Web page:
BROSSARD, Quebec -- A long-anticipated return at Montreal Canadiens practice Friday was upstaged by the surprise return of an injured player and the death of a fan-favorite postgame celebration.
Defenseman P.K. Subban took part in his first full practice with the Canadiens, skating on a third defense pairing and on the team's second power-play unit with Francis Bouillon, but coach Michel Therrien would not confirm whether or not the newly signed player would be in his lineup Saturday afternoon against the Buffalo Sabres.
The surprise was seeing forward Max Pacioretty taking part in a two-hour practice with no restrictions just six days after undergoing an emergency appendectomy last Saturday that was supposed to keep him sidelined for three to four weeks. Pacioretty said doctors have given him the final say as to when he's ready to return, which means that original timeline is likely to be moved up considerably.
Left Wing - MTL
GOALS: 0 | ASST: 4 | PTS: 4
SOG: 10 | +/-: 1
Then finally, it was revealed by Therrien that Subban and goaltender Carey Price
will no longer be doing their "triple low-five" celebration after Canadiens victories, a revelation that elicited far more chatter among fans on social media than any of the good news regarding the returns of Subban and Pacioretty.
Though the news of the death of the postgame celebration may be trivial, it is an indication of the type of culture Therrien is attempting to foster on the Canadiens.
"I always like teams that are humble," he said in explaining his decision. "You have to respect the game, you have to respect the team and you have to respect the fans. So we decided the way we will celebrate this year when we win at the Bell Centre is to salute the fans, because they deserve it."
Of course, there can be no "triple-low five" unless Subban is in the lineup, and that remains in question following Friday's practice. The Canadiens play their traditional pair of Super Bowl weekend matinees Saturday and Sunday, and there will be no morning skate either day. So Friday's practice was the only tool Therrien and his staff had for determining whether Subban was ready to return, and the coach was non-committal about his plans.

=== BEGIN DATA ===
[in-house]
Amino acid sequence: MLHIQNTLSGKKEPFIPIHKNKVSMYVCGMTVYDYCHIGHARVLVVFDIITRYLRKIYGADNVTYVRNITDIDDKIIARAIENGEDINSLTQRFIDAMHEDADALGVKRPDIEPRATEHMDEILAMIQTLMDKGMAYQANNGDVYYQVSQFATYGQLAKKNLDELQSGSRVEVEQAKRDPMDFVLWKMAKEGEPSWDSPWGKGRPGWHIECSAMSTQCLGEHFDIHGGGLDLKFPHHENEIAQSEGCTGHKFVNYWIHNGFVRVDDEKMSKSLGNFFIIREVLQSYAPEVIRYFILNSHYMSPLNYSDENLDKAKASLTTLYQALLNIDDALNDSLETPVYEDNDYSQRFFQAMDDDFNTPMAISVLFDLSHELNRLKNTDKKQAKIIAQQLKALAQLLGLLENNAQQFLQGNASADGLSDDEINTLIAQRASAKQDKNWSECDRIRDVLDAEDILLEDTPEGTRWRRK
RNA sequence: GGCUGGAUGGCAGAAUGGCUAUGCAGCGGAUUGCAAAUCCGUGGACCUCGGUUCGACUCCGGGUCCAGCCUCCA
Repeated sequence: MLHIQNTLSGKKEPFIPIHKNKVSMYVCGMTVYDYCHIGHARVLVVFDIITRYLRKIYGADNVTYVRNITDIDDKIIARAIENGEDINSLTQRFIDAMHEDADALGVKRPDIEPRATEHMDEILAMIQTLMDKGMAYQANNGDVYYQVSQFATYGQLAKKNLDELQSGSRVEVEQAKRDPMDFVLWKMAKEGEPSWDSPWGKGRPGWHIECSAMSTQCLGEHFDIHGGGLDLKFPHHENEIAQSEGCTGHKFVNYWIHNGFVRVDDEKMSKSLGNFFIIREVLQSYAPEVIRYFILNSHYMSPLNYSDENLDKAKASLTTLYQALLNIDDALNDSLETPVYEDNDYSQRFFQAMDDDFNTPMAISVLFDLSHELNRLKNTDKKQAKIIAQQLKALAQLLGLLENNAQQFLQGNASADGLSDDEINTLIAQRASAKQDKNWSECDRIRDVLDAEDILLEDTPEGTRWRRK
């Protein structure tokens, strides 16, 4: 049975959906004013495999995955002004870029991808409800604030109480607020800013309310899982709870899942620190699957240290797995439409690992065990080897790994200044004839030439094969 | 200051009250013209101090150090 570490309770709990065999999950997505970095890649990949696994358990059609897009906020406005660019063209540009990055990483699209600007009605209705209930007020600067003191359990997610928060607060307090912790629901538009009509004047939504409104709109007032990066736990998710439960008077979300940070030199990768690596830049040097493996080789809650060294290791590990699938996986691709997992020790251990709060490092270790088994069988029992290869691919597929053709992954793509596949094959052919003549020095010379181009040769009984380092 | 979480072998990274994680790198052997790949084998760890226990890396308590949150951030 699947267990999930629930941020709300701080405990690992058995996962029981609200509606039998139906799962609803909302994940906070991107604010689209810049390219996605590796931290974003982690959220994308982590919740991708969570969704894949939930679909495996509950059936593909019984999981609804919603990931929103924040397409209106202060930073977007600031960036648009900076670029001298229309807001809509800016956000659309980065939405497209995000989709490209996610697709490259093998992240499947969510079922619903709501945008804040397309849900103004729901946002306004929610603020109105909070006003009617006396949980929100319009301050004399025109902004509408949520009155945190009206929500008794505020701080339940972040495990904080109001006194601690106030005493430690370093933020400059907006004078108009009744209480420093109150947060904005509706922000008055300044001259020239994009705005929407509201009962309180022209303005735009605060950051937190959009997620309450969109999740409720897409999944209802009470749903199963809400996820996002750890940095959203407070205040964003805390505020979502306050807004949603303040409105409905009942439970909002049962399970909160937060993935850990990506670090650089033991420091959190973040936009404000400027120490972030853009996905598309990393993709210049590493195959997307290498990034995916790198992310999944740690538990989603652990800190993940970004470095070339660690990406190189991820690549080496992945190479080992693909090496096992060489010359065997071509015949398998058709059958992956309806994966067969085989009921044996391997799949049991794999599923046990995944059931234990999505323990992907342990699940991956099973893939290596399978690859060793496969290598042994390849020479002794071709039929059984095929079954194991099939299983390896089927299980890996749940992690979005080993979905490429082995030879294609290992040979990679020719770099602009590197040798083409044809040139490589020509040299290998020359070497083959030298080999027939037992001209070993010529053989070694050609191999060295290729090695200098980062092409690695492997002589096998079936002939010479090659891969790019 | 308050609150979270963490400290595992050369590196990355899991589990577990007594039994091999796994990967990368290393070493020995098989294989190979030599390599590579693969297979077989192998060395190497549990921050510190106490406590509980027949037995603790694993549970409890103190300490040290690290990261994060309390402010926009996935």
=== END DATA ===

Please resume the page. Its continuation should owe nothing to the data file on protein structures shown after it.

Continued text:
"There's a difference between being in shape and game shape," Therrien said. "We have to be careful. You can't just think that he's a good athlete, so let's put him out there and good things are going to happen. I'm sorry, it doesn't work like that. I wish it did, but it doesn't happen like this."
Subban has been skating the past two weeks with the Missisauga Steelheads of the Ontario Hockey League while he awaited the resolution of his contract negotiation with the Canadiens, which came to an end Monday evening when he signed a two-year, $5.75 million deal.
"The doctors kind of put it in my hands and said I couldn't really make it worse. It's my competitive nature to get out there and push it as much as I can and be ready. Everything's in my hands. Maybe they shouldn't have done that, because if it were up to me I'd play [Saturday]" -- Max Pacioretty
"I've felt good for a while now; I've been skating pretty hard for the last two weeks. I'm ready to go, but at the end of the day it's not my decision," Subban said. "This is about the team, it's not about whether I'm in the lineup or not."
Adding Subban's talent to the Canadiens defense would probably be hugely beneficial to the team. The way Therrien had his defense pairings set up Friday, he could have one of Andrei Markov, Josh Gorges or P.K. Subban on the ice at all times, a level of depth on defense that has not been seen on the Canadiens for quite some time.
"It's a good day to be a goalie," Price said with a smile.
While Subban's return to practice was expected, seeing Pacioretty on the ice was truly a surprise -- even though his history with injuries suggests it shouldn't be.
He won the Bill Masterton Trophy last season for coming back from a concussion and cracked vertebra in his neck, costing him the final 15 games of the regular season and seven Stanley Cup Playoff games in 2010-11. He also suffered a cracked rib earlier in the 2010-11 season, being rushed to a hospital after taking a puck to the ribs during a game against the Buffalo Sabres.
That cracked rib did not cost Pacioretty a single game, and he was cleared to return to action for the second round of the 2011 playoffs if the Canadiens had managed to win Game 7 of the first round against the Boston Bruins just two months after his concussion and cracked vertebra.
Now, six days after an emergency appendectomy, Pacioretty did not skip a single drill during a particularly long and taxing Canadiens practice one day after he first stepped on the ice since his surgery.
"The doctors kind of put it in my hands and said I couldn't really make it worse. It's my competitive nature to get out there and push it as much as I can and be ready," Pacioretty said. "Everything's in my hands. Maybe they shouldn't have done that, because if it were up to me I'd play [Saturday]."
Therrien would not confirm when Pacioretty could be ready to play, but he was impressed with what he saw from him Friday.
"It was a pleasant surprise," Therrien said. "Even though he missed a week of practice, he was keeping up with his teammates. That was a nice piece of good news."
Following Friday's practice, the Canadiens sent Mike Blunden back down to the Hamilton Bulldogs of the American Hockey League. Blunden was called up when Pacioretty had his surgery last Saturday and served as the 13th forward in the three games since. Even with Subban being added to the Canadiens roster Tuesday, they were at the 23-man limit with Blunden while Pacioretty was on injured reserve.